Juvenile Justice Model Court Project
Orleans Parish Juvenile Court (OPJC) has made a commitment toward improving its handling of juvenile delinquency cases by joining the Juvenile Justice Model Courts Project of the National Council of Juvenile and Family Court Judges (NCJFCJ). As a model court, OPJC will assess current practice, identify areas in need of improvement, develop a strategic plan, and work towards positive change with the goal of improved outcomes for youth, families and the community. Through its involvement in the Project, OPJC will serve as a model to other juvenile courts for broad system changes.
Congressional leaders, federal, state and local agencies have long recognized the need for a national effort focusing on improving court practice in juvenile delinquency cases. In response to this need, the Improving Juvenile and Family Court Handling of Juvenile Delinquency Cases: Guidelines for Improving Court Practice Project was started in 2002 by the NCJFCJ. After three years of work by experts in juvenile justice and allied fields, NCJFCJ published Juvenile Delinquency Guidelines: Improving Court Practice in Juvenile Delinquency Cases for use by judges, prosecutors, defense counsel, child advocates, probation officers, law enforcement, and service providers nationwide. These guidelines will serve as a tool for judges, prosecutors, defense counsel, child advocates, probation officers, law enforcement, and juvenile justice stakeholders in Orleans Parish. This important tool is framed by 16 Key Principles and numerous recommendations for practice.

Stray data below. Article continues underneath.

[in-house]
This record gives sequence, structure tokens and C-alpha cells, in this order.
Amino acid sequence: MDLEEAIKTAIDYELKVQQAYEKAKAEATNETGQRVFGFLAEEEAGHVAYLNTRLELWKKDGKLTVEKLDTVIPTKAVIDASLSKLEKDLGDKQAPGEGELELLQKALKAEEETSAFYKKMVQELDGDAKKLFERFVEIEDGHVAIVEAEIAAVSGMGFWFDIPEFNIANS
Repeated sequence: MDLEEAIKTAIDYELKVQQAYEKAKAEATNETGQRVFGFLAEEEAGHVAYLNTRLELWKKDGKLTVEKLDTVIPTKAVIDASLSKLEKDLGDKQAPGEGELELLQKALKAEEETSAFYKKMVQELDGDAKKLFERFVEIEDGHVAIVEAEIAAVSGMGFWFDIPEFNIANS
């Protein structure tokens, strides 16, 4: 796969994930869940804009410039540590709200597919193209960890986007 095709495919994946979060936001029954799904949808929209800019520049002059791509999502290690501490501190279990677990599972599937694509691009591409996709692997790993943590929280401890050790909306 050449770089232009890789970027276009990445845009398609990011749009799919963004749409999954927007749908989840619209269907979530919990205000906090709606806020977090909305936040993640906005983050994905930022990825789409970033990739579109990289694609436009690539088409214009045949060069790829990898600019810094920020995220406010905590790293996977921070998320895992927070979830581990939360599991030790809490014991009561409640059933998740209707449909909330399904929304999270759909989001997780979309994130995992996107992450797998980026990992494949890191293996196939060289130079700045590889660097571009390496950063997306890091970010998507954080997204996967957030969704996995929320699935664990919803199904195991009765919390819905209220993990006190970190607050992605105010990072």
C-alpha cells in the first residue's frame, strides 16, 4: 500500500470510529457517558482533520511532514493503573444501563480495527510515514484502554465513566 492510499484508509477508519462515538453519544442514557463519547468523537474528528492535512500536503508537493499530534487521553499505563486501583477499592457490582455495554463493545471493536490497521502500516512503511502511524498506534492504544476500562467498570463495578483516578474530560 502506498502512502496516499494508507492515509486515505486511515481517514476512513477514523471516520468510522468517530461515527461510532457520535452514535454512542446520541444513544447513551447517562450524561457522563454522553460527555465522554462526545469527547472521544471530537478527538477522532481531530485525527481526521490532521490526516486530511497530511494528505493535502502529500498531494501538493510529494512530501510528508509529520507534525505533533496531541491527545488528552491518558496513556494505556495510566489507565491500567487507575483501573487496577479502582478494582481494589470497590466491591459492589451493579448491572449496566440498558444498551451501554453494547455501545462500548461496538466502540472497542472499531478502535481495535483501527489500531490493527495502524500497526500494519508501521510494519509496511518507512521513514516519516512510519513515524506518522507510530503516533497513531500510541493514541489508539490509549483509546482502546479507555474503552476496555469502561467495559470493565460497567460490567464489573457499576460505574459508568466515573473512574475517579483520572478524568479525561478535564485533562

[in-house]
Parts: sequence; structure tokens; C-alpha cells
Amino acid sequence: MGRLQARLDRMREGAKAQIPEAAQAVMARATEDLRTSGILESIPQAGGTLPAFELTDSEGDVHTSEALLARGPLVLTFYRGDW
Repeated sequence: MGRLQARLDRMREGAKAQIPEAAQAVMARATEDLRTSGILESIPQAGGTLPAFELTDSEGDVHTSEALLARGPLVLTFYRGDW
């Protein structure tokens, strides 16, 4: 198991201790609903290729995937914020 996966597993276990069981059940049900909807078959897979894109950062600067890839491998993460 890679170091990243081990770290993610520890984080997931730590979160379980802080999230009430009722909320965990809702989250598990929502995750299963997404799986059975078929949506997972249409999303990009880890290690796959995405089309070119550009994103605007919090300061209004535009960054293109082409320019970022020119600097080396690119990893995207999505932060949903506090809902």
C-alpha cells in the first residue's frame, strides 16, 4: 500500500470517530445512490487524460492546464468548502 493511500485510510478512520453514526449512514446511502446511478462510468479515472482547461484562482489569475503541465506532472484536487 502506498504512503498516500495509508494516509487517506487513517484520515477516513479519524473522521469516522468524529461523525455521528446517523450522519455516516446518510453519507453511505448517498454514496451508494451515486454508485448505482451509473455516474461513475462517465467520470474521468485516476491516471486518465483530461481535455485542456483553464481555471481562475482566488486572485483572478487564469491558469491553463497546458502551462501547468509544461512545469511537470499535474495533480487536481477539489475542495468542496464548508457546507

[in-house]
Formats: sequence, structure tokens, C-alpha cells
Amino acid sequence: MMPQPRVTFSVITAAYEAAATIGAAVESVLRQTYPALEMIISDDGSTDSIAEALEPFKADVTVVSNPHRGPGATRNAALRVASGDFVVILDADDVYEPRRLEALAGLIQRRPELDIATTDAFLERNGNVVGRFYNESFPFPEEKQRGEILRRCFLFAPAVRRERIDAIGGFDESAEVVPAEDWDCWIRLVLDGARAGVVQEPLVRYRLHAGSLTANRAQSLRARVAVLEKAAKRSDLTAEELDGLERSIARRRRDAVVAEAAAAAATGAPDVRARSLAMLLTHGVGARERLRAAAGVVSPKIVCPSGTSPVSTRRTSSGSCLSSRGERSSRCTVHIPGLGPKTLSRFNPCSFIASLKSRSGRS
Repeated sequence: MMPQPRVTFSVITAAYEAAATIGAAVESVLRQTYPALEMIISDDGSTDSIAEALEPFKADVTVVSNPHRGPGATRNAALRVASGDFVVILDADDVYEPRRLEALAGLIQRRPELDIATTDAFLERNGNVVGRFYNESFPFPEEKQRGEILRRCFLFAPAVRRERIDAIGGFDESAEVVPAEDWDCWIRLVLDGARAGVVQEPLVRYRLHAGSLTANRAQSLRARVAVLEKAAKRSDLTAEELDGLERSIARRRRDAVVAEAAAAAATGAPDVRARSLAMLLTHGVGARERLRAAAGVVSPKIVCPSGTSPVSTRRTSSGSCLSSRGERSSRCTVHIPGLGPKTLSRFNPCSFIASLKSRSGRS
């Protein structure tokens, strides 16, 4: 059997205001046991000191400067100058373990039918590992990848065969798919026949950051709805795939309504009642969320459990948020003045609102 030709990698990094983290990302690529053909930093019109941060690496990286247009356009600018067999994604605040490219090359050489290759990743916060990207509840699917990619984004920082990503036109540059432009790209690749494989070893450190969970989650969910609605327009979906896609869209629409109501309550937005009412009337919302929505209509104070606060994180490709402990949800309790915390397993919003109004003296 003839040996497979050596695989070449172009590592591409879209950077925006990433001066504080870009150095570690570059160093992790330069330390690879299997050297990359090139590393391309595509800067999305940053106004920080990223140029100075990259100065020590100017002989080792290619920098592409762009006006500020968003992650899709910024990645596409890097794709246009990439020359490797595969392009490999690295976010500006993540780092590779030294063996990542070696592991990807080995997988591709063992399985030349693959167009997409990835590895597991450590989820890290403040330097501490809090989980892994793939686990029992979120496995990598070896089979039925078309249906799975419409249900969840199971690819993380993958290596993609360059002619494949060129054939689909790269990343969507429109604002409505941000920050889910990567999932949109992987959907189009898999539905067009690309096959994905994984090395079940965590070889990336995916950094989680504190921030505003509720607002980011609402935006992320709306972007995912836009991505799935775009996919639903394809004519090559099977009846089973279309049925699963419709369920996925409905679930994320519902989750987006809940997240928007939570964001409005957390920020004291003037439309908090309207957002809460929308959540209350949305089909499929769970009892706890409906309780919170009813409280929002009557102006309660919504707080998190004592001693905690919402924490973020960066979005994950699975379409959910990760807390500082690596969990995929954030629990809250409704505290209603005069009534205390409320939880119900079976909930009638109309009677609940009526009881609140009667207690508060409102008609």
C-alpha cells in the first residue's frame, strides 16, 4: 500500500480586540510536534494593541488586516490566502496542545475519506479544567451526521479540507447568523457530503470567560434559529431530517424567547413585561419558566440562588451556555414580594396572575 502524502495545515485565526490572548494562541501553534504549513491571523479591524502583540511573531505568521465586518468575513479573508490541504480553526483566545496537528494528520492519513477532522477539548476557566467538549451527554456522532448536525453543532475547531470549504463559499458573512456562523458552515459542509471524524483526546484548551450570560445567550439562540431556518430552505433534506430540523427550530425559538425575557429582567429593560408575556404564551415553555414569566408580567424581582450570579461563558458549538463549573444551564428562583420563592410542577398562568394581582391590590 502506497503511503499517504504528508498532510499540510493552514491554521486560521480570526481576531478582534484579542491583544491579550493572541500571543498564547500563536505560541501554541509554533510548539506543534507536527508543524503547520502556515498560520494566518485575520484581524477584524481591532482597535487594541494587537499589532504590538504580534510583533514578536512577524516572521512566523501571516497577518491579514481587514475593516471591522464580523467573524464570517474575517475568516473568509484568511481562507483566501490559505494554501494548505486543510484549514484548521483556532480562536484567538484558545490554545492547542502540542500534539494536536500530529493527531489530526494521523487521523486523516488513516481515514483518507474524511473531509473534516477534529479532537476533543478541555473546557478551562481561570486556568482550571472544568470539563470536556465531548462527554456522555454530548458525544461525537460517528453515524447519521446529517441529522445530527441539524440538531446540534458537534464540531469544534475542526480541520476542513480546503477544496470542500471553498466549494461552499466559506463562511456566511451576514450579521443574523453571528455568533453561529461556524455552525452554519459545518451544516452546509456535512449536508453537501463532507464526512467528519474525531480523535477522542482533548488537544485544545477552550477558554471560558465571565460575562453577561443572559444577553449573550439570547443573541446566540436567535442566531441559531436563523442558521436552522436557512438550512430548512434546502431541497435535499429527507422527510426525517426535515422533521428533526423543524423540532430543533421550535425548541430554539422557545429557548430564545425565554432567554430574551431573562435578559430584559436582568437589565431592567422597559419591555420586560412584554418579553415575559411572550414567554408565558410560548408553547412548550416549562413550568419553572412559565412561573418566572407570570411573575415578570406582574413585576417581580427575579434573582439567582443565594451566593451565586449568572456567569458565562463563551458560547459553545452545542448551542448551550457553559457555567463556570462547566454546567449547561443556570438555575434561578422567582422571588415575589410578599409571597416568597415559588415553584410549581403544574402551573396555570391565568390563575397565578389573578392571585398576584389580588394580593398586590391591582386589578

Currently, there are twelve Juvenile Justice Model Courts involved in the project. The Honorable Tracey Flemings-Davillier will lead this project for OPJC. With assistance from the Court, juvenile justice stakeholders, and community programs, OPJC is committed to improving court practice from intake to case closure, becoming a leader in the nationwide juvenile justice reform effort.